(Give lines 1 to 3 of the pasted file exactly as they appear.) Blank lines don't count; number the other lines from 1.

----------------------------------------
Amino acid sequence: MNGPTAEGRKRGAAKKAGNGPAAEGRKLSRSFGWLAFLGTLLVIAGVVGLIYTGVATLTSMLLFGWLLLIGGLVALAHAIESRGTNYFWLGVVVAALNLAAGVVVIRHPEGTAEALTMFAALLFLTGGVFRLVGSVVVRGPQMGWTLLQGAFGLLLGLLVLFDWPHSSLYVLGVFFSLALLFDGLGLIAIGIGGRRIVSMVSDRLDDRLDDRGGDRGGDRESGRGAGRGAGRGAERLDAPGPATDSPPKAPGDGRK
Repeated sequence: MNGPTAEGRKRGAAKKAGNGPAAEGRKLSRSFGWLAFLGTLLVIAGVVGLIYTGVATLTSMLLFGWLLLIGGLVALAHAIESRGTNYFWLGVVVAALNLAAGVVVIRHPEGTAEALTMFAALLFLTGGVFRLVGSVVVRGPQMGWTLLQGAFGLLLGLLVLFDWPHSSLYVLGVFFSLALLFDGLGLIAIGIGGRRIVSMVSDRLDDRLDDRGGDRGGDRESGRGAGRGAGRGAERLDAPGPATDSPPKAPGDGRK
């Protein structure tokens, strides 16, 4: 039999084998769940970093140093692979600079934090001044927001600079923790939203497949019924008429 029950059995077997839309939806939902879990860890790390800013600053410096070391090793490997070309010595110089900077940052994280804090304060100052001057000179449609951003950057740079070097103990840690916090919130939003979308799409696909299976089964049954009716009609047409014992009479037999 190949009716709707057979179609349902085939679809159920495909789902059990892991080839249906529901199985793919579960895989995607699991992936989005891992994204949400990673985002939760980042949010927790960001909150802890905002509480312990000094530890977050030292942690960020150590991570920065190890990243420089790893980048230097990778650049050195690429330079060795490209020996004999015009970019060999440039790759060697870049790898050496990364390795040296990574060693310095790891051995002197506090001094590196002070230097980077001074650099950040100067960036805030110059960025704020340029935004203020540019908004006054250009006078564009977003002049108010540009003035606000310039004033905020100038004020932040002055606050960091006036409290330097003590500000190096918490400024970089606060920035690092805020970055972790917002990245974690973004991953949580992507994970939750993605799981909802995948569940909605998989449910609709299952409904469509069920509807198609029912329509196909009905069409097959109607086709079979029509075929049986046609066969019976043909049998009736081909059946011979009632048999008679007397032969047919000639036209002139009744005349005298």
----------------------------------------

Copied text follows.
Amino acid sequence: MNGPTAEGRKRGAAKKAGNGPAAEGRKLSRSFGWLAFLGTLLVIAGVVGLIYTGVATLTSMLLFGWLLLIGGLVALAHAIESRGTNYFWLGVVVAALNLAAGVVVIRHPEGTAEALTMFAALLFLTGGVFRLVGSVVVRGPQMGWTLLQGAFGLLLGLLVLFDWPHSSLYVLGVFFSLALLFDGLGLIAIGIGGRRIVSMVSDRLDDRLDDRGGDRGGDRESGRGAGRGAGRGAERLDAPGPATDSPPKAPGDGRK
Repeated sequence: MNGPTAEGRKRGAAKKAGNGPAAEGRKLSRSFGWLAFLGTLLVIAGVVGLIYTGVATLTSMLLFGWLLLIGGLVALAHAIESRGTNYFWLGVVVAALNLAAGVVVIRHPEGTAEALTMFAALLFLTGGVFRLVGSVVVRGPQMGWTLLQGAFGLLLGLLVLFDWPHSSLYVLGVFFSLALLFDGLGLIAIGIGGRRIVSMVSDRLDDRLDDRGGDRGGDRESGRGAGRGAGRGAERLDAPGPATDSPPKAPGDGRK
């Protein structure tokens, strides 16, 4: 039999084998769940970093140093692979600079934090001044927001600079923790939203497949019924008429 029950059995077997839309939806939902879990860890790390800013600053410096070391090793490997070309010595110089900077940052994280804090304060100052001057000179449609951003950057740079070097103990840690916090919130939003979308799409696909299976089964049954009716009609047409014992009479037999 190949009716709707057979179609349902085939679809159920495909789902059990892991080839249906529901199985793919579960895989995607699991992936989005891992994204949400990673985002939760980042949010927790960001909150802890905002509480312990000094530890977050030292942690960020150590991570920065190890990243420089790893980048230097990778650049050195690429330079060795490209020996004999015009970019060999440039790759060697870049790898050496990364390795040296990574060693310095790891051995002197506090001094590196002070230097980077001074650099950040100067960036805030110059960025704020340029935004203020540019908004006054250009006078564009977003002049108010540009003035606000310039004033905020100038004020932040002055606050960091006036409290330097003590500000190096918490400024970089606060920035690092805020970055972790917002990245974690973004991953949580992507994970939750993605799981909802995948569940909605998989449910609709299952409904469509069920509807198609029912329509196909009905069409097959109607086709079979029509075929049986046609066969019976043909049998009736081909059946011979009632048999008679007397032969047919000639036209002139009744005349005298």